Kunzite Pricing Guide

You've seen the beautiful pink gems and now you're dying to get your hands on some–or you know someone who deserves a nice blush icing. In addition to being used in jewelry, Kunzite is often used as a source of lithium for ceramics, batteries and medicine. Named after George Frederick Kunz, the head Tiffany jeweler at the time of Kunitz's discovery, this gem carries with it numerous factors that determine its price.

What is Kunzite?

Kunzite is a pink gemstone that comes from the mineral Spodumene, and its color varies from a pale, almost colorless shade to a much deeper pink, and even to a light purple. It is most commonly found in the United States, Brazil, Pakistan and Madagascar. It was discovered in California at the beginning of the 20th century, and has gained popularity over the years. It is rarely cut as a small stone, so it is best used in pendants and other jewelry where a larger cut is best suited.

How is the price determined?

The shade of pink is the biggest factor in determining how much a Kunzite gem will cost. The paler the stone, the cheaper the price. A more saturated, deep pink will fetch a higher price than a paler or nearly colorless stone; darker Kunzite jewels are much more valuable. Other factors that will affect the price include the cut, clarity, and size of the gems. Remember that Kunzite is rarely sold as a small stone, so expect to pay more than, say, a half-carat's worth. Kunzite is found in sizes up to 8 carats.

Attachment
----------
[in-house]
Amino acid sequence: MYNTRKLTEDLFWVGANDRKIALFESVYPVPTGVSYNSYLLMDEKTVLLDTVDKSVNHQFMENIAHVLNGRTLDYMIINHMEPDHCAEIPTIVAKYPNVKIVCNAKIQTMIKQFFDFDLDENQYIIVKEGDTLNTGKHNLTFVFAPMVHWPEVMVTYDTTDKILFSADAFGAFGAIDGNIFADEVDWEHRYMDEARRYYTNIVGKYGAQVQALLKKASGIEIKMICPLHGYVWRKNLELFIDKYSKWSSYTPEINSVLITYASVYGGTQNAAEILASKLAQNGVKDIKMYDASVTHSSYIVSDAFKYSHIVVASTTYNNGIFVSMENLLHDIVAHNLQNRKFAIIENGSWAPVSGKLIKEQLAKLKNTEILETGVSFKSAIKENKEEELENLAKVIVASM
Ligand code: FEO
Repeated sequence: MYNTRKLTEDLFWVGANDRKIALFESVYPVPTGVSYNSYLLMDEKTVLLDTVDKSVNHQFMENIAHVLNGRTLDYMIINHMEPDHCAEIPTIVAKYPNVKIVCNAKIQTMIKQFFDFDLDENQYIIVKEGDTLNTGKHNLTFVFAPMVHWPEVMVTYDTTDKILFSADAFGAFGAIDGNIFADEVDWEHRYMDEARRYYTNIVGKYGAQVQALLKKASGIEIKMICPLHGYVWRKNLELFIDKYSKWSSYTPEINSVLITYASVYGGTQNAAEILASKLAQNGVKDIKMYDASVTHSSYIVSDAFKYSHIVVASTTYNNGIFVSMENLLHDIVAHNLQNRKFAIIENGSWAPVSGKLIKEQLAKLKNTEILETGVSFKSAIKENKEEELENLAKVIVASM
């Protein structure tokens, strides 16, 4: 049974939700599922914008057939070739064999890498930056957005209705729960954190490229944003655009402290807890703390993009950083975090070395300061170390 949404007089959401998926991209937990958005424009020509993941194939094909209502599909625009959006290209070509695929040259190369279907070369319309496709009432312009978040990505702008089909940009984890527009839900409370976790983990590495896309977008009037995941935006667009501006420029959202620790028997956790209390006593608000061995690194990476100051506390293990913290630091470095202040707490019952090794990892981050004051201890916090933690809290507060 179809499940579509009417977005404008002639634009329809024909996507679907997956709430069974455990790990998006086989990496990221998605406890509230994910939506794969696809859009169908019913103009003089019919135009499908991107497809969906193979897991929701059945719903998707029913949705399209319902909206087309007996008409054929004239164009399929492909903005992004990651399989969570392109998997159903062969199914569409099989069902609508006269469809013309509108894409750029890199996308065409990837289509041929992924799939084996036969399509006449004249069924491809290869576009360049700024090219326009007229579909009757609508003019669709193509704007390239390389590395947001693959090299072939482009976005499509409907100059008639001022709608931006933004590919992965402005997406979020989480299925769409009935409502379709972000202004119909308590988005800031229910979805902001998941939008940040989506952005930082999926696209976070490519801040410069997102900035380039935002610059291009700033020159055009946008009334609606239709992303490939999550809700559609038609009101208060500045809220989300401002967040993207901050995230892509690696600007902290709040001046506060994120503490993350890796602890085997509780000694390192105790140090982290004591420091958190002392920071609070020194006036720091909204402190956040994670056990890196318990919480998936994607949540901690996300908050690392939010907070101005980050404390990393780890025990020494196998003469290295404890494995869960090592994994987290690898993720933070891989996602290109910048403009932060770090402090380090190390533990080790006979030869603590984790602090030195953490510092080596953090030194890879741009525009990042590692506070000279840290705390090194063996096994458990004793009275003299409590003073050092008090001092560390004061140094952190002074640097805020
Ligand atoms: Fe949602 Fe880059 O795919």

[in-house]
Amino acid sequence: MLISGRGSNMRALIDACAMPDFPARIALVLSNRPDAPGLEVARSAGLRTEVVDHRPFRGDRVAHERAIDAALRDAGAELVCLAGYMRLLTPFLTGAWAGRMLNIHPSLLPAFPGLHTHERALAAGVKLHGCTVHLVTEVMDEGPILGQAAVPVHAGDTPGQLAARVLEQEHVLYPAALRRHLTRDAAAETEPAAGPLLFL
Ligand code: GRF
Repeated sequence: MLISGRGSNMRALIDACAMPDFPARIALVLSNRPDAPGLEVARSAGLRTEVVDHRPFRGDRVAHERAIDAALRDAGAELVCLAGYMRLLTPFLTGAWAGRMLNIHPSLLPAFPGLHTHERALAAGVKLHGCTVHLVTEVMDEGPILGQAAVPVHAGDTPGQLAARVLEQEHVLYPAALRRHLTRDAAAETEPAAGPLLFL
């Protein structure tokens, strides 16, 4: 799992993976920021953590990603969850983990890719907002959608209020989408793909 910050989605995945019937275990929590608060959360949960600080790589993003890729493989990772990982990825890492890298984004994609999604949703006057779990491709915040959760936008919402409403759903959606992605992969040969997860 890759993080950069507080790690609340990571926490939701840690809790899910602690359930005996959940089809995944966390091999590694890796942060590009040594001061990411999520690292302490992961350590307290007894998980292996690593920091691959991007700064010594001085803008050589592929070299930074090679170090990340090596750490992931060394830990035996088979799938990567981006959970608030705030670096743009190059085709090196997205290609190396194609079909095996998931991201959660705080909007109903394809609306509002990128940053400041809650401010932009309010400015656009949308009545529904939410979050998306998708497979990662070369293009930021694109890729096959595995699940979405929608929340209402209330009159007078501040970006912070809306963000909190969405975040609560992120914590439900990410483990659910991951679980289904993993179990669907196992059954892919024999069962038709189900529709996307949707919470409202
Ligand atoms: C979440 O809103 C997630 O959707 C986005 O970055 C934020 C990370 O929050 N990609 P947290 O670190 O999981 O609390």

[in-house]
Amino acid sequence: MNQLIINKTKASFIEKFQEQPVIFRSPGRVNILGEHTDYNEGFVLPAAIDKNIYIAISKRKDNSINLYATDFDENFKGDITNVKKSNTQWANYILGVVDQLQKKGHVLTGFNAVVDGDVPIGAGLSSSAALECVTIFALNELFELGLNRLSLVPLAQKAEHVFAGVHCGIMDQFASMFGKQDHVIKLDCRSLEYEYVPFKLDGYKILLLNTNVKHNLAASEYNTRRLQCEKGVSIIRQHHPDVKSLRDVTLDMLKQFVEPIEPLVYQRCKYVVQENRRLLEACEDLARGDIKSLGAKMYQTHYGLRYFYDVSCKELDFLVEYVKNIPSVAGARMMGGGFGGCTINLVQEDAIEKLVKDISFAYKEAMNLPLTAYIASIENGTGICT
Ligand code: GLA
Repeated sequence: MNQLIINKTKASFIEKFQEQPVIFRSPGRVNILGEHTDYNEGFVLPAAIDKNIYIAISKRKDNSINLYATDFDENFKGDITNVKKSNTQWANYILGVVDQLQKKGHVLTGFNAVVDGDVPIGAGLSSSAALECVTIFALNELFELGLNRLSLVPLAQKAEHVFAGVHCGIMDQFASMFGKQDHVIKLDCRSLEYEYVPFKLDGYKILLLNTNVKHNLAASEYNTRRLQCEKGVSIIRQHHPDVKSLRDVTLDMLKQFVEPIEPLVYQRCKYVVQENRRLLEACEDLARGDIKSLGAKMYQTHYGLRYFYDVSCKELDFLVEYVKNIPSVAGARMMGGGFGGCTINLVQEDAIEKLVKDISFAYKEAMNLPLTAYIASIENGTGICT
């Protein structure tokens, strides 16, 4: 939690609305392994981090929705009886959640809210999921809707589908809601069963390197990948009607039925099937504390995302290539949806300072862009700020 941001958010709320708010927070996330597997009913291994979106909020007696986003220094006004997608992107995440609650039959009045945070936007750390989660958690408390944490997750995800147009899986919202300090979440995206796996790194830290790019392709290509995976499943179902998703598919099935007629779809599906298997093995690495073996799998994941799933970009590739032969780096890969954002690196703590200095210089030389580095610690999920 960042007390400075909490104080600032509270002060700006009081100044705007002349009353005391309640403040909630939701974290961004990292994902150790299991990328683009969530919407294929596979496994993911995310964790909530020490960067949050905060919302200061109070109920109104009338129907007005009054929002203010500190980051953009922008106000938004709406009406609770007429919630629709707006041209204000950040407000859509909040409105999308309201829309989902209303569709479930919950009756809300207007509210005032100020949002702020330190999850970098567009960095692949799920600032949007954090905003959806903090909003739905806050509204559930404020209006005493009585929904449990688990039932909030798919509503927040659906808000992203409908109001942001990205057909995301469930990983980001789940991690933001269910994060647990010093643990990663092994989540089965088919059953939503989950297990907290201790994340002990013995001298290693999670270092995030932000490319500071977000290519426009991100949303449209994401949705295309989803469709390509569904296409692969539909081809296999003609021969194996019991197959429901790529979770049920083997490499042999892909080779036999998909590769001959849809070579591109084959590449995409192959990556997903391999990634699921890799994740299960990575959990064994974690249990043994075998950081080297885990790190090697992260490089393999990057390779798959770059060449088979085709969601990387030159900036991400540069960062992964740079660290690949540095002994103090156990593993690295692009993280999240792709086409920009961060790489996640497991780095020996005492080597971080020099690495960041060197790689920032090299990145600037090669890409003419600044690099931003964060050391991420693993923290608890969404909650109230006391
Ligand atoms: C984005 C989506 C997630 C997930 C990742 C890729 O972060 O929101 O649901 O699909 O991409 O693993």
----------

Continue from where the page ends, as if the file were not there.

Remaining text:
The Price of Kunzite

How much you pay will also depend on where you purchase your jewels. Expect to pay less than $10 a carat for a very pale or almost colorless Kunzite. A very rich, deep pink stone will fetch around $60 to $180 per carat, while middle-of-the-road gems will typically run around $20 to $60 a carat.

As a gemstone, it is moderately priced, but keep one interesting factor in mind when investing in this gem: Kunzite's color has been known to fade over time, especially when in contact with heat and light. Since much of its value is placed on the deepness of its shade of pink, this means that it could easily lose value over the years. It is also quite fragile, and careful consideration should go into choosing what type of setting and jewelry you choose to place it in. It won't be a durable piece of jewelry, and may be best used as a special occasion piece – it's no wonder it is nicknamed “The Evening Stone,” perhaps not just because of its sensitivity to UV light, but also because it's best suited for a lovely night out.